“I would hope [the Portland Police Bureau] would reconstitute their traffic division and focus those resources in high crash corridors.”
— Mike Reese, Multnomah County Sheriff
Multnomah County Sheriff (and former Portland Police Bureau Chief) Mike Reese issued an open letter to the community on Friday that said he is “Deeply concerned about current trends in community violence.” Among the five actions he thinks will help stem tide is a greater focus on traffic enforcement.
Reese’s letter outlined a near 30-year high in the number of jail bookings for murder-related charges and other serious crimes. He also mentioned the historically high number of traffic-related fatalities.
“We need to act with a sense of urgency,” Sheriff Reese wrote. “Summer is approaching, a time when we typically experience increased violence in our community… Without action, we can expect worse to come.”
When it comes to making streets safer, here’s what Reese wants to do:
Engage in focused traffic enforcement in high crash corridors to reduce reckless and impaired driving. Base the deployment strategy on time-of-day and day-of-the-week when traffic fatalities and gun violence are most likely to occur and overlap.
Reached on the phone for comment this morning, Reese said the County has about 100 deputy sheriffs on duty, a number dwarfed by the Portland Police Bureau’s 700 officers. But the jurisdiction and population the County patrols is also much smaller. In addition to unincorporated parts of the Portland region like Sylvan, Sauvie Island and Corbett, the Multnomah County Sheriff’s Office has contracts to provide policing to Gresham, Troutdale, and Fairview. Their beat includes large sections of I-84 and major arterial streets like Glisan and Halsey.
While the areas in the County’s jurisdiction are much less populated, they see many of the same problems we have in Portland.
“Certainly on the traffic related enforcement, we’ve seen an uptick in traffic fatalities and reckless driving events,” Reese shared today. “We’re doing everything we can to encourage safe driving and not through just citations, through our presence by making sure that we are proactively stopping people engaged in really dangerous driving behavior. Like reckless driving and impaired or distracted driving, failing to yield to pedestrians, things that get people seriously injured.”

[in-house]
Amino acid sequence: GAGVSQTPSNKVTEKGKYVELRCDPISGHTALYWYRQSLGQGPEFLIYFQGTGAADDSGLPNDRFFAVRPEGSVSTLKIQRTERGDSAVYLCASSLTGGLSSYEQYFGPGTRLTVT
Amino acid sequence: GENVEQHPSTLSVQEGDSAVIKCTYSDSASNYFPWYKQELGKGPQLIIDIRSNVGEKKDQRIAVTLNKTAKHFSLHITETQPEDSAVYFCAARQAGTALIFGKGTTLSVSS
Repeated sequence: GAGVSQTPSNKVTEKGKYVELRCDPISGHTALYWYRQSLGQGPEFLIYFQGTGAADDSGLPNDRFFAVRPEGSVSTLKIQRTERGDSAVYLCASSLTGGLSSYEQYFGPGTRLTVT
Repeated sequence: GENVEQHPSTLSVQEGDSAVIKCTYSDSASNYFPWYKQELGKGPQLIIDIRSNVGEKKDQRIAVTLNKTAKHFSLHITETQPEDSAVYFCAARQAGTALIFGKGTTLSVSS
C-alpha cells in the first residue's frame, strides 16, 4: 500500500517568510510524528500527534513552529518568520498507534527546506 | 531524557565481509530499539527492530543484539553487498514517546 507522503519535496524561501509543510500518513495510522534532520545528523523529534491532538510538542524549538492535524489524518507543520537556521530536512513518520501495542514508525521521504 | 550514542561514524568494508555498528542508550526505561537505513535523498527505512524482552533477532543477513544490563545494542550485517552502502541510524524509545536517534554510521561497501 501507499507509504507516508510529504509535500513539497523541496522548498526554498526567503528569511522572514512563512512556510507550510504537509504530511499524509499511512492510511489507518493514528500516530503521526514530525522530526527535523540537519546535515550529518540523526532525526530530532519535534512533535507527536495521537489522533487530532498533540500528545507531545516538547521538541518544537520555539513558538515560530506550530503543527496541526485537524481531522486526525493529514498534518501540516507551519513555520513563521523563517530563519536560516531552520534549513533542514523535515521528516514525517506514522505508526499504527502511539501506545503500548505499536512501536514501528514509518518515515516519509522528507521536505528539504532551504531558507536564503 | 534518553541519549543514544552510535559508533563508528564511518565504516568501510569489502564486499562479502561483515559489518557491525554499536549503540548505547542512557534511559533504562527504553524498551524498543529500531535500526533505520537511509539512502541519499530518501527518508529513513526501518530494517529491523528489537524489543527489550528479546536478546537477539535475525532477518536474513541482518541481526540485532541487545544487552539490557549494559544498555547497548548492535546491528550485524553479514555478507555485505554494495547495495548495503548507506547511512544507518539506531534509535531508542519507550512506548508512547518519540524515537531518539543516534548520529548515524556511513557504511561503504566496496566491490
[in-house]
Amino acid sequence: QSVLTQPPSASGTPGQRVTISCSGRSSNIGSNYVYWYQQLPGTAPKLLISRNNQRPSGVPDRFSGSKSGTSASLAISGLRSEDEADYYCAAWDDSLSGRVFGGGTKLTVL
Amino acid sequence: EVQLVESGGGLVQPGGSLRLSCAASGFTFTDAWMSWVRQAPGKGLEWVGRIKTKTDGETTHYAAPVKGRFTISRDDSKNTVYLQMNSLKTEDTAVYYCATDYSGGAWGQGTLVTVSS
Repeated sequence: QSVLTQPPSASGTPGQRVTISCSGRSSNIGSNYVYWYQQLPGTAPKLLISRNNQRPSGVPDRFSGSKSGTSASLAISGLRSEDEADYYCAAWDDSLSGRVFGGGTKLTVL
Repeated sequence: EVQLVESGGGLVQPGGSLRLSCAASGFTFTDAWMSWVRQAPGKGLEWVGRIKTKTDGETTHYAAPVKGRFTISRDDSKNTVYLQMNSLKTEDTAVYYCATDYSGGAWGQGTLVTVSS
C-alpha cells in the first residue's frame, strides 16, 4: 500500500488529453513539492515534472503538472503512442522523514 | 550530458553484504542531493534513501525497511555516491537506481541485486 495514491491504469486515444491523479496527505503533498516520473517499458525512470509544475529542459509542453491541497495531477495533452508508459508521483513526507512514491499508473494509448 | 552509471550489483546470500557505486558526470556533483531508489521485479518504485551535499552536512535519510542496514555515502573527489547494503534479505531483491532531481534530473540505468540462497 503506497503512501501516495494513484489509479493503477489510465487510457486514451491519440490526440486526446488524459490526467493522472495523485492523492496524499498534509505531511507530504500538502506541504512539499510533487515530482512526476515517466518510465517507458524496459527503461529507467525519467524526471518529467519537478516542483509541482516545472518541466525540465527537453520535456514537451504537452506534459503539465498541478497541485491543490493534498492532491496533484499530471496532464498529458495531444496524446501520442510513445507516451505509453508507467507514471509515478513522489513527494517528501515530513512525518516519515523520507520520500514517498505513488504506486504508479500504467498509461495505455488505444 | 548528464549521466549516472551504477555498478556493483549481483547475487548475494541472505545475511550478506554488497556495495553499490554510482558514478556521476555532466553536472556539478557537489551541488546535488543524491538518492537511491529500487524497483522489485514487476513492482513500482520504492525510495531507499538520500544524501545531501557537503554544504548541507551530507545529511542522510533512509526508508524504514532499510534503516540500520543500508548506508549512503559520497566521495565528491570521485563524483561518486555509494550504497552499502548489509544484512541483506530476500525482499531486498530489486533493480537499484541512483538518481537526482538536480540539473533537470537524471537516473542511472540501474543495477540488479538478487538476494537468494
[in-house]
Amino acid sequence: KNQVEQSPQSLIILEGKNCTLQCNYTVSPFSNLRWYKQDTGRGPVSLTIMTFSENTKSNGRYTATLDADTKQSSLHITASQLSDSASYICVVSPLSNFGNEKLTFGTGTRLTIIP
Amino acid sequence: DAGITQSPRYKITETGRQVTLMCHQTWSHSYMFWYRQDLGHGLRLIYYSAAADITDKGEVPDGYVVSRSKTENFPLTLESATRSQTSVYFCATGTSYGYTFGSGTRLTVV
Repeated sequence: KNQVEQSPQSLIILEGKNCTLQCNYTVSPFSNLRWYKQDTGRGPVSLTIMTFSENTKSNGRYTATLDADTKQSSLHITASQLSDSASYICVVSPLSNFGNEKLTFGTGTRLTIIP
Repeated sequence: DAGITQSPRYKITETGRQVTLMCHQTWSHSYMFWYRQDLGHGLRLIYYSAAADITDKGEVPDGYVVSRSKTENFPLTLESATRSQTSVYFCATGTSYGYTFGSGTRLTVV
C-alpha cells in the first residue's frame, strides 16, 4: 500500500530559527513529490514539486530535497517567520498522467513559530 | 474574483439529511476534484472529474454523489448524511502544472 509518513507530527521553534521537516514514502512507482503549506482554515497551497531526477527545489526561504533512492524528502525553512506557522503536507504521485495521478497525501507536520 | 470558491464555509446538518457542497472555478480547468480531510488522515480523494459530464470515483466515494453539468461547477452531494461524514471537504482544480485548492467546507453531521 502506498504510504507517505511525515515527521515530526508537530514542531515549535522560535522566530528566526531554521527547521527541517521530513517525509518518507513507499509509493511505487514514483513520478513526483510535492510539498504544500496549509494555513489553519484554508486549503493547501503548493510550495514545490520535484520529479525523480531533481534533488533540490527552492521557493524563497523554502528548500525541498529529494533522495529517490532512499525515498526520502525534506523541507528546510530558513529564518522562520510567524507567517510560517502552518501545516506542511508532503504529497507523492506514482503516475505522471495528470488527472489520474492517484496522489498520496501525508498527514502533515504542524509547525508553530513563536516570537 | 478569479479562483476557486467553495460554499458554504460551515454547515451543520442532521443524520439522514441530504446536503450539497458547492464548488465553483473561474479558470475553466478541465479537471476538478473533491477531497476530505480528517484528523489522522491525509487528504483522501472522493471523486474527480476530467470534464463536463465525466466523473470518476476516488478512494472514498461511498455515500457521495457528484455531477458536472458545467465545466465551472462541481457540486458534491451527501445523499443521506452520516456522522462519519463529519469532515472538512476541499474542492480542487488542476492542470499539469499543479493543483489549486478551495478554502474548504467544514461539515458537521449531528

Reese also said he’s concerned about steps taken by PPB Chief Chuck Lovell to dismantle the Traffic Division.
“It does concern me and it does impact the entire region. Portland has such a large jurisdiction — whether it’s on public safety, community livability, transportation issues — Portland has a large footprint and a regional impact on other jurisdictions around it. It does concern those of us that work around the city of Portland, and as a person who lives in the city it deeply concerns me. The number of traffic fatalities, the reckless driving I see on streets. Portland has disbanded their traffic unit and I think that is one of the three legs of a stool that helps us have safe streets. Traffic calming devices are really important. And education is really important. And traffic enforcement in maintaining safe streets. You need all three.”
Reese said he wants the PPB to, “Reconstitute their traffic division and focus those resources in high crash corridors, particularly where you see an overlap with gun violence. So you’re going to have an added benefit by putting boots on the ground in those high crash corridors, reducing the potential for really tragic outcomes with accidents and fatalities. And you’re also going to dissuade people from engaging in gun violence.”